Abs of Steel

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(HOST) Commentator Willem Lange has been hangin’ at the health club, and says he’s getting a six-pack!

(LANGE) The lack of early snow this past winter kinda put me off my stride. There was a depressing lack of opportunity to get ready for the ski marathons of February.

But then somebody gave me for Christmas a month’s membership in a fitness club. And at my annual physical exam the first business day after New Year’s, I heard: “Your engine’s in great shape, and you’re going to live to be at least as old as your father. (He’s 96.) But your chassis is falling apart, and your weight isn’t helping. Lower the calories and raise the regular exercise rate.”

Going to a new health club is intimidating. You know how guys hate to ask directions when they’re lost? Well, they also hate to ask how to operate unfamiliar machines. There are staff members around to show you, but asking them to show you is uncool. So I hopped onto a stair climber and, while climbing, pretended to be reading a magazine and surreptitiously scoped out the machines to pick up the routine.

My job used to be good exercise, when I was running up and down ladders with shingles and planks. But that kind of exercise breaks down all but the sturdiest bodies. Most old carpenters are stiff with arthritis and stooped from working bent over. You see them get out of their pickups; you want to run over and help them till they get limbered up. With my prosthetic joints, I don’t prance around on roofs anymore, so the job isn’t physically demanding enough to do me much good. The fitness club gift, in the absence of snow, was perfect.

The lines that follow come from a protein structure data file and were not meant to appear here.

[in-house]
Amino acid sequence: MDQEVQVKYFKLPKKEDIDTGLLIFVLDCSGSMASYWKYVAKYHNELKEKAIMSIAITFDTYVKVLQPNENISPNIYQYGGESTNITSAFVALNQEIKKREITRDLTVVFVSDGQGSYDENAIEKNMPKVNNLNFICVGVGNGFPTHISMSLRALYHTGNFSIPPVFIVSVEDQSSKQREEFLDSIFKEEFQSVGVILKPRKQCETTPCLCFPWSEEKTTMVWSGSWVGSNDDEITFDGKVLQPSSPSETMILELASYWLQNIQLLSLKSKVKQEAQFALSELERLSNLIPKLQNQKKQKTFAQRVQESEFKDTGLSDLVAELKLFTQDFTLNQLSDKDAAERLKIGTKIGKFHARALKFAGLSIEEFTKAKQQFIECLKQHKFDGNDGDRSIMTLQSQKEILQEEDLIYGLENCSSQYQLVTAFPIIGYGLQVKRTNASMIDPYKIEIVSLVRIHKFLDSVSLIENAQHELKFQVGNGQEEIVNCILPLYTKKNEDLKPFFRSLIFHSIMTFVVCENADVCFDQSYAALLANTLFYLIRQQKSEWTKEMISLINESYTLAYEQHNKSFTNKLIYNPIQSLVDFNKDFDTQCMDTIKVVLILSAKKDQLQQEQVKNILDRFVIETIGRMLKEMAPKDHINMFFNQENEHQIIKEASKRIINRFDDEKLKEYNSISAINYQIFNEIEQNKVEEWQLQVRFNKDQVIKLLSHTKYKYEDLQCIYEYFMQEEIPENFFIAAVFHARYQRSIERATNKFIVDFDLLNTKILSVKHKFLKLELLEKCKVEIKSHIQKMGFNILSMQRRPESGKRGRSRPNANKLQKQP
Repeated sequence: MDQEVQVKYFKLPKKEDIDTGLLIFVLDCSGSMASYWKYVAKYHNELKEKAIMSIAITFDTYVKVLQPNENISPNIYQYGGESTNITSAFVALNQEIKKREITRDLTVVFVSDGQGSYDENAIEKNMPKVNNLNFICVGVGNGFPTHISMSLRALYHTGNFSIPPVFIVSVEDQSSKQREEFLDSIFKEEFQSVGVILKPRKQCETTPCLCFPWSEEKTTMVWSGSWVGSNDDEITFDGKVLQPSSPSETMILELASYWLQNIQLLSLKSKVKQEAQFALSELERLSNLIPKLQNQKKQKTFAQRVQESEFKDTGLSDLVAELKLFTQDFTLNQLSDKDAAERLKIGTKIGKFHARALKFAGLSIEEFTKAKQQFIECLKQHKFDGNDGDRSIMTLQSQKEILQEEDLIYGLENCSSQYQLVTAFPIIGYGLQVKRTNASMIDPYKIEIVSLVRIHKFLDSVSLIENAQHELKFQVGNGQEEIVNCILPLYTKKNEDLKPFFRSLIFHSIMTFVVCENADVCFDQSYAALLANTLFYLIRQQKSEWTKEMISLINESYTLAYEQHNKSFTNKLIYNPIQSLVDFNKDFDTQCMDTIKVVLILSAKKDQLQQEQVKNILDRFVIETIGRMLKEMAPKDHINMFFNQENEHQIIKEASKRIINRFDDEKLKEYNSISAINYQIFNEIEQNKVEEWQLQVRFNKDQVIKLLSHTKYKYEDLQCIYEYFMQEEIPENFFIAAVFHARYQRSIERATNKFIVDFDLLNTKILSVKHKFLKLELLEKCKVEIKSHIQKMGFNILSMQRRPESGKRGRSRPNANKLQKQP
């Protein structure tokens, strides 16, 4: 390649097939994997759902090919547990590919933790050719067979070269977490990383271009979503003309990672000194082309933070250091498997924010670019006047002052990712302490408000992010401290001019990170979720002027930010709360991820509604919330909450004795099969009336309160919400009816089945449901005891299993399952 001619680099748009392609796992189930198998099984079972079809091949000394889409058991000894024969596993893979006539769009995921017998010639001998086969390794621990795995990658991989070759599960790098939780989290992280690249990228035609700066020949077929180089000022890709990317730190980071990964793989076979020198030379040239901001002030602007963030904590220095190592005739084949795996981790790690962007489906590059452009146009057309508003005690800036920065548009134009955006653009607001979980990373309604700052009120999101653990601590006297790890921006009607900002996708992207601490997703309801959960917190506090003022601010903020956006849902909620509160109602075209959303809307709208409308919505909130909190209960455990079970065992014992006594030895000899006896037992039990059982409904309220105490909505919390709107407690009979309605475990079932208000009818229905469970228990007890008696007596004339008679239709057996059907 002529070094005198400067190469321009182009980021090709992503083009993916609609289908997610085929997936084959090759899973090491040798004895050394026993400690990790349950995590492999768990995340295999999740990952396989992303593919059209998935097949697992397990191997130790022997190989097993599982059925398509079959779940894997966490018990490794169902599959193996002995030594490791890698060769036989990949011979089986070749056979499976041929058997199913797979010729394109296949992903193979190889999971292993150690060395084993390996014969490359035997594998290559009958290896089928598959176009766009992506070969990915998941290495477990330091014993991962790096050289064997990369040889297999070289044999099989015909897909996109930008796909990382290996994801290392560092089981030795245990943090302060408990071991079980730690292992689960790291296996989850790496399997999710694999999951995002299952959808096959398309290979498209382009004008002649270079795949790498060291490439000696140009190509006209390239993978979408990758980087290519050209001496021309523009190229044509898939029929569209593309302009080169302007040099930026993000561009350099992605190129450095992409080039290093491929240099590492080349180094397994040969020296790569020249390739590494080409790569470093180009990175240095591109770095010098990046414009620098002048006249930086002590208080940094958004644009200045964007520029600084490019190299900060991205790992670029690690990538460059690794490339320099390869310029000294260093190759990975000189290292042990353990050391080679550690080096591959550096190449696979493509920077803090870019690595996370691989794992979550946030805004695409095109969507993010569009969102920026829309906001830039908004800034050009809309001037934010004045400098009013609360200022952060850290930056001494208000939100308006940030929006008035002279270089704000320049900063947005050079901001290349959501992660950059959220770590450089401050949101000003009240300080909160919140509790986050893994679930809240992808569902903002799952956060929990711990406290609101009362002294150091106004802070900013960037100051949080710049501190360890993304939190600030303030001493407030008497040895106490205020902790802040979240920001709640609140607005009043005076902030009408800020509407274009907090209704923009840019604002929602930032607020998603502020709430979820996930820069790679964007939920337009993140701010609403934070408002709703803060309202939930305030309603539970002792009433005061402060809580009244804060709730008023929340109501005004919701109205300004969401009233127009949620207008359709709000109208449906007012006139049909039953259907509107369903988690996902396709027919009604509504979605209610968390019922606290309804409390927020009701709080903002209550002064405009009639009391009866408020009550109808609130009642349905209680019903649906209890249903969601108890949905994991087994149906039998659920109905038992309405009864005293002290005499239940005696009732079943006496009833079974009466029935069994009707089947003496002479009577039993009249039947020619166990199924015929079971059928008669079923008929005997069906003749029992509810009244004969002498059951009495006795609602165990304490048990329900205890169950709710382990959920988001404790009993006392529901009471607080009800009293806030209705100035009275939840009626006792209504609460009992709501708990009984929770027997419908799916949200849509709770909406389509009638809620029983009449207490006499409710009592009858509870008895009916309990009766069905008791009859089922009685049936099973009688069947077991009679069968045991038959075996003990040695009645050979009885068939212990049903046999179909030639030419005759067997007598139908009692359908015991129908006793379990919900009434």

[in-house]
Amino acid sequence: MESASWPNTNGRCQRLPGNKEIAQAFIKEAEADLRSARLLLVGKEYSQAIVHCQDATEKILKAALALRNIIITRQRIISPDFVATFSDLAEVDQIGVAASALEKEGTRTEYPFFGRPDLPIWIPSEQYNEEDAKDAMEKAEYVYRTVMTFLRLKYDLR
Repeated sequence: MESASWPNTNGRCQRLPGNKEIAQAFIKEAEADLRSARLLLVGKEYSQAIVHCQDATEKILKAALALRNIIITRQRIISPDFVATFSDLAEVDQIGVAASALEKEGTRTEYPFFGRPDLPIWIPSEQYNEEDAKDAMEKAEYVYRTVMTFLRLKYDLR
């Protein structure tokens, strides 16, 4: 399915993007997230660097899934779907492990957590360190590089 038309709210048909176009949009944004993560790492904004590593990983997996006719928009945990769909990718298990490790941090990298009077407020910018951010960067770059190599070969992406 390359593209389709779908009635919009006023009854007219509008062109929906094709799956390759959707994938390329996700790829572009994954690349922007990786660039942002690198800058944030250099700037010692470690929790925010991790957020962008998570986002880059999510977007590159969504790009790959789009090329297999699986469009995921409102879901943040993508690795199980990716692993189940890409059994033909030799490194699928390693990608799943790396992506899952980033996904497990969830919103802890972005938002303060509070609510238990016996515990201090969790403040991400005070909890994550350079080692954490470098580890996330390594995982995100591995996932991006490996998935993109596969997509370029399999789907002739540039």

The stair climber reminds me of my father. He claims he used to hold the record for climbing the Washington Monument. I ponder whether he’s serious, and by dividing the rise of each tread into 550 feet, the height of the monument, check how long it takes me to get there.

Half-an-hour of that, and it’s on to the nautilus circuit. Each machine isolates a different set of muscles – quads, hams, abs, biceps, adductors – and loads it till it burns with the effort. It’s like beating your head against a wall. But a run through the circuit every other day, and you really can feel the difference.

The difference is as much perceived as actual. The first week, by working out, sweating in the sauna and cutting out doughnuts, I dropped four pounds. At 14 weeks now, I’ve dropped 14 pounds. I fancy my step is lighter and my attitude as sunny as a south slope in April.

One thing about muscles that are being taxed in the name of improvement: they hurt. Especially the abs that the Crunch machine stresses. But it’s gonna give me a six-pack. I may even get a tattoo and go to Old Orchard Beach this summer.

This is Willem Lange up in Etna, New Hampshire, and I gotta – ouch! – get back to work.

Willem Lange is a contractor, writer and storyteller who lives in Etna, New Hampshire. He spoke from our studio in Norwich.

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